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Amanda Arnett and Richard Brooks During Enslavement

02 Aug 2004 Comments: 0 Views: 
Posted by srEDITOR
Photo of Amanda Arnett Brooks

Amanda Arnett and Richard Brooks During Enslavement

By Joyce Reese McCollum

Our family began with the union of Amanda Arnett and Richard Brooks during enslavement. Each generation has come forward through its era and obstacles. We are well over 200 descendants scattered across the country and diverse in many ways. But we all know the family stories and now, much of the history.

Oral tradition in my mother's family is a wealth of names, events and sometimes fantastic stories of ghosts, omens, faith and the deeds of long dead relatives.

My mother is the seventh of thirteen children. The eldest was born in 1910 and the youngest in 1937! My maternal grandfather was the youngest of his mother, Amanda Arnett Brooks' seven living children. He was born in 1890 and his eldest sister, Jennie in 1862 before Emancipation.

There were many stories about great-grandmother Amanda (born 1846); that she had been a slave and that the slave owner had been her father; that she had a white half-sister who visited her and finally, that she received a government pension that made her affluent for her time and community.

Very little was ever mentioned about her husband, Richard (born 1836). My grandfather was named for him although there were several older brothers. Papa was born in 1890 when Amanda was in her early 50s.

In 1985, the family had gathered for a funeral. All of Mother's surviving siblings were in town. I had recently been given a photograph of great-grandmother Amanda and remarked to my Aunts Ernestine and Hallie that they resembled her a great deal. I asked if they remembered their grandparents. Hallie was born in 1910 and Ernestine in 1912. Both remembered their grandmother very well. Aunt Ernestine said that Amanda had been sewing clothes for Ernestine's upcoming wedding in 1933 and was 98 years old when she died that year.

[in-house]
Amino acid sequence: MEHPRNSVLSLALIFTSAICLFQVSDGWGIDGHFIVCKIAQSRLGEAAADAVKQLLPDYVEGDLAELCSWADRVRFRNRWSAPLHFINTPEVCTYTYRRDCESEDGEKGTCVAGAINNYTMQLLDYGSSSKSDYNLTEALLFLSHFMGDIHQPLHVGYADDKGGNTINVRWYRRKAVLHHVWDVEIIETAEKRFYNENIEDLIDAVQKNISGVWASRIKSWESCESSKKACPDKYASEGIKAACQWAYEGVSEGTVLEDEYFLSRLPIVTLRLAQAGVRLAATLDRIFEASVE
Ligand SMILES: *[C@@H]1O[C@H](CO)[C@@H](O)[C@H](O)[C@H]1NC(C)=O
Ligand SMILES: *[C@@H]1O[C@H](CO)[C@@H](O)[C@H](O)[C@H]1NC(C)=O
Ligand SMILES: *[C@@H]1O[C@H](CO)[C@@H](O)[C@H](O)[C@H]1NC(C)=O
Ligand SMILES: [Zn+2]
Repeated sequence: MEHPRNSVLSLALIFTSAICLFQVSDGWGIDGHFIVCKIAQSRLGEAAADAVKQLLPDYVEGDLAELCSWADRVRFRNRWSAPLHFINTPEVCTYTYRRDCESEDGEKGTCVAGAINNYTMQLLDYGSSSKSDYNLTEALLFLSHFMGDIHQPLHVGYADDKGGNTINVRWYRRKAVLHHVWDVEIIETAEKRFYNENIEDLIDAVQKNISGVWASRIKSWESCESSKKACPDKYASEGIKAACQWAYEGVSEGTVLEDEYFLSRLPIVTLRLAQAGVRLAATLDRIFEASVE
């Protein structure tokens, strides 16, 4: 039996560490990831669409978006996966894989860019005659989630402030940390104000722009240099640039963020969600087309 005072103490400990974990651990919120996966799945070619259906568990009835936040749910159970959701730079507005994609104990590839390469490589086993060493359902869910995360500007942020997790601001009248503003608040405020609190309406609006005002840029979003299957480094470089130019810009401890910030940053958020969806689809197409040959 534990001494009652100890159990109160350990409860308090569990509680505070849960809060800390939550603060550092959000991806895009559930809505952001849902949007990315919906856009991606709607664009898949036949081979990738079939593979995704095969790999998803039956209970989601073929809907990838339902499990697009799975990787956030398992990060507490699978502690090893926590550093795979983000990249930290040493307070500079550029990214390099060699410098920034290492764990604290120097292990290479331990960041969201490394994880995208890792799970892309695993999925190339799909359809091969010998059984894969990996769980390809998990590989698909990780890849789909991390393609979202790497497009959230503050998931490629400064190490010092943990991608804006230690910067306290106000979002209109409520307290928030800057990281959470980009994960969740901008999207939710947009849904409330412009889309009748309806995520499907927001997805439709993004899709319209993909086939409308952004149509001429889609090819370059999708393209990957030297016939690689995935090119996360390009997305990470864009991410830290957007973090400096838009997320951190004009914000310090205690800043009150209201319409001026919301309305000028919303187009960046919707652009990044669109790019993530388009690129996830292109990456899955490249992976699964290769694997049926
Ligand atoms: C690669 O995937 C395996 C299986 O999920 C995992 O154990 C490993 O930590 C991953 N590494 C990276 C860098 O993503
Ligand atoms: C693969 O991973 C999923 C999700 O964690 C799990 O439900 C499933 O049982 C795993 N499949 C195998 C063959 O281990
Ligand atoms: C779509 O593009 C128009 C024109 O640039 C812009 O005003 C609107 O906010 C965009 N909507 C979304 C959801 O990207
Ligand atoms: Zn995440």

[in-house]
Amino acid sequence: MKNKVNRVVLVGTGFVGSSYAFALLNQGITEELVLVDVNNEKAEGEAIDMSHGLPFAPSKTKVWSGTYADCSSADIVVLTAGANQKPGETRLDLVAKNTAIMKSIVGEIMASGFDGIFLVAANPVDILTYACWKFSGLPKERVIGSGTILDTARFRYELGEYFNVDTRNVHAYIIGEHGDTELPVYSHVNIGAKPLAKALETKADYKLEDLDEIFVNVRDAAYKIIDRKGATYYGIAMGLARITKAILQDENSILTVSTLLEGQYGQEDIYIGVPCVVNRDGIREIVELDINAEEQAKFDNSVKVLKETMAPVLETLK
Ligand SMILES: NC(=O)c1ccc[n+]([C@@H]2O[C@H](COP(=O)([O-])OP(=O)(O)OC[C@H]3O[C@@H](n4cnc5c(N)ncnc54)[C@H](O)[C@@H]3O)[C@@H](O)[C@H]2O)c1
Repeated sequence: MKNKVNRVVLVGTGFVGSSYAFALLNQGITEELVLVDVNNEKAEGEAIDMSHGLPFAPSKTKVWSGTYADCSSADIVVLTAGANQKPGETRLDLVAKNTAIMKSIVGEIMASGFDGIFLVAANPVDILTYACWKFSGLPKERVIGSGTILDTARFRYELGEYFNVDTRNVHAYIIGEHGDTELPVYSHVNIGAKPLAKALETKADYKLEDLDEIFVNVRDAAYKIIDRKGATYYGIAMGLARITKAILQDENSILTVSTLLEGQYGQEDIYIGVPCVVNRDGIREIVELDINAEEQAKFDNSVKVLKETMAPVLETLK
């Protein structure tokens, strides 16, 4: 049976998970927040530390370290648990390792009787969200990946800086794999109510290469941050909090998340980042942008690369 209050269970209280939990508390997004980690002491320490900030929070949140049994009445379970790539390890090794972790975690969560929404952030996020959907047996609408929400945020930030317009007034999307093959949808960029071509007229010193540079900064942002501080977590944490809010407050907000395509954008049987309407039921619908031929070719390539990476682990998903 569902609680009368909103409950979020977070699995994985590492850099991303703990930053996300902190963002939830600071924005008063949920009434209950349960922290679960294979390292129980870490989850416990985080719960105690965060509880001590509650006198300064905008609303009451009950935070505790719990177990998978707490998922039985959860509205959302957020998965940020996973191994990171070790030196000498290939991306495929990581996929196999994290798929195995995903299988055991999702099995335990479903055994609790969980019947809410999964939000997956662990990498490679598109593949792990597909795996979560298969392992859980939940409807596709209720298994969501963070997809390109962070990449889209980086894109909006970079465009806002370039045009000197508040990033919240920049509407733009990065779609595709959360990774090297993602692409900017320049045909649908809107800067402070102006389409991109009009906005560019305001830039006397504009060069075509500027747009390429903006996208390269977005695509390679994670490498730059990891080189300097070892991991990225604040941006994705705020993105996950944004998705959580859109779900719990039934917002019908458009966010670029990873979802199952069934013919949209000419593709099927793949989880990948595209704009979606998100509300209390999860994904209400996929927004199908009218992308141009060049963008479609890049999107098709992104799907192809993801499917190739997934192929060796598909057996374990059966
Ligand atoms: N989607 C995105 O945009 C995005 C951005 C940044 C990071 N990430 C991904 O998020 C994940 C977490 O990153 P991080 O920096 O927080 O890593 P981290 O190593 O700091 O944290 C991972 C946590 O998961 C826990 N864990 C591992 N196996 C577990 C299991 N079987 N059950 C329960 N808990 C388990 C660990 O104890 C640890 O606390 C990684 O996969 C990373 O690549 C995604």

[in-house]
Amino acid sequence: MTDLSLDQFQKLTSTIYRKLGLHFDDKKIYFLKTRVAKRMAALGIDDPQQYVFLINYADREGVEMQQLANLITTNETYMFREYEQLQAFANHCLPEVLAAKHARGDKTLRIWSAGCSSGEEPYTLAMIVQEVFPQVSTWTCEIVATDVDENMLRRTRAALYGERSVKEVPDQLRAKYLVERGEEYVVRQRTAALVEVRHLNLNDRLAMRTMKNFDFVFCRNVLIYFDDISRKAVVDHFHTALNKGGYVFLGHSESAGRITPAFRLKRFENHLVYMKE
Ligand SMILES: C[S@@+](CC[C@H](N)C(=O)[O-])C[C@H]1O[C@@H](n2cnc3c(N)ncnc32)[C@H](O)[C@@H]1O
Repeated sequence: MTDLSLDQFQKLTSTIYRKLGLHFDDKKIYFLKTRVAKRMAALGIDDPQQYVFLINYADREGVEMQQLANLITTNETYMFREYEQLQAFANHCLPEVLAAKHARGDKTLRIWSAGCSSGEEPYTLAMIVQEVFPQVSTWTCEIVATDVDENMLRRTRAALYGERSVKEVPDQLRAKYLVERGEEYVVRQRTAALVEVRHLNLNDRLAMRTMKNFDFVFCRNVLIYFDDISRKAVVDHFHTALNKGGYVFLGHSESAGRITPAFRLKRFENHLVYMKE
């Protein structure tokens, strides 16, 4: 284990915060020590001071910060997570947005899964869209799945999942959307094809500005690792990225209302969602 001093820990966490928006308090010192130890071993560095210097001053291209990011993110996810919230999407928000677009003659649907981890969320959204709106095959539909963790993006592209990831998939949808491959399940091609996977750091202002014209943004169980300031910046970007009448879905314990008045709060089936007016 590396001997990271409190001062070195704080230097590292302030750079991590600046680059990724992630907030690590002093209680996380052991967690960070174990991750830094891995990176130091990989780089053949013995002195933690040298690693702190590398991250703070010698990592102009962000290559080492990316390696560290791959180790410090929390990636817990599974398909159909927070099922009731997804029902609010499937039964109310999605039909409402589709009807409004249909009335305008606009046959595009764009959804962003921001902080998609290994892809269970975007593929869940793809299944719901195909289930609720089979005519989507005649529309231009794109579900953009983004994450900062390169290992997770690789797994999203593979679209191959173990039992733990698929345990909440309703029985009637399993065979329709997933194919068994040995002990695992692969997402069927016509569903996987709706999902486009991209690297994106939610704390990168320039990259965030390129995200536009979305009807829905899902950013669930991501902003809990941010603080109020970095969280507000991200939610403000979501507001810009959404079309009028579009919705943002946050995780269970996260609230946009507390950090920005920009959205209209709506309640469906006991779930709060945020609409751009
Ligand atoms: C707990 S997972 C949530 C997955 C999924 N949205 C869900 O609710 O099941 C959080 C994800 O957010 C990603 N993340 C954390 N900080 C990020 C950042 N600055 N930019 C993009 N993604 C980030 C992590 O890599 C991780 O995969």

Neither had any memories of their grandfathers, but recalled when their mother's father died in Dayton, Ohio in 1919. It was their first train ride and first time away from Kentucky.

When questioned as to why he was in Ohio, they replied that he was in the Old Soldiers Home! My brain was racing, Spanish-American War, World War I? The answer floored me! They said that both of their grandfathers had fought in the Blue and Gray War!

The next day I became a genealogist. I called Dayton and found the Old Soldiers Home to be the Veterans Administration Hospital. After a long talk with the archivist, I knew that great-grandfather John Howard had been admitted to the home in 1897 and had died there in January of 1919. He was a veteran of the United States Colored Troops 49th Regiment, Company B. From this information, I applied to NARA and obtained the service and pension files for him and later, great-grandfather Richard Brooks, who served in Company D of the 6th Colored Infantry.

These documents provided much genealogical information for both ancestors.

The file for Richard Brooks included his military enlistment including his year and place of birth, his service record, petitions for his pension, death and burial information and most importantly the "Declaration Of Marriage" affidavit that he and Amanda made at the Henderson County, Kentucky, Court House in 1881, stating that they had cohabited as man and wife since 1858, having been joined under "Old Slave Law" and wished to continue to do so. (I had been told by the county clerk that no marriage record was on file for them.)

Amanda Brooks14bx

The lady in the hat is Mary Arnett Baldwin. She and Amanda Arnett Brooks (on the right) were supposed to be sisters and remained close all of Amanda's life.

From the NARA file I also obtained the final medical and funeral expenses for Amanda as she did receive a widow's pension after Richard's death in 1905. From her death date, I contacted the local newspaper and obtained a copy of her obituary. From it I learned that, "An Honored Colored Woman Dies."

The obituary told of her being born enslaved on the farm of Elijah Arnett of Cairo, Kentucky and remaining there until freed by the Civil War. There was mention of her being a midwife and having 105 living descendants.

She died in March of 1933. Family tradition also stated that Uncle Fox was the offspring of a white Yankee soldier. Richard Brooks was stationed at Camp Nelson Kentucky from 1864-1866. George was born in 1866. Richard raised him as his own, stating that he knew "Mandy had no say in the matter." It was also family tradition that he could read and write and that Amanda often said, "Pappy never lied in his life!" His application for pension affidavits that give character references state that "Richard Brooks was a moral man, a strict church member and not given to vicious habits."

There are many other family traditions yet to be researched. Next, I may tackle the story of Brother Fox escaping from a chain gang in a flash of fire and never being seen again!

© Joyce Reese McCollum

By Joyce Reese McCollum
Phoenix, AZ
Published by U.S. Legacies: August 2004

About the Author





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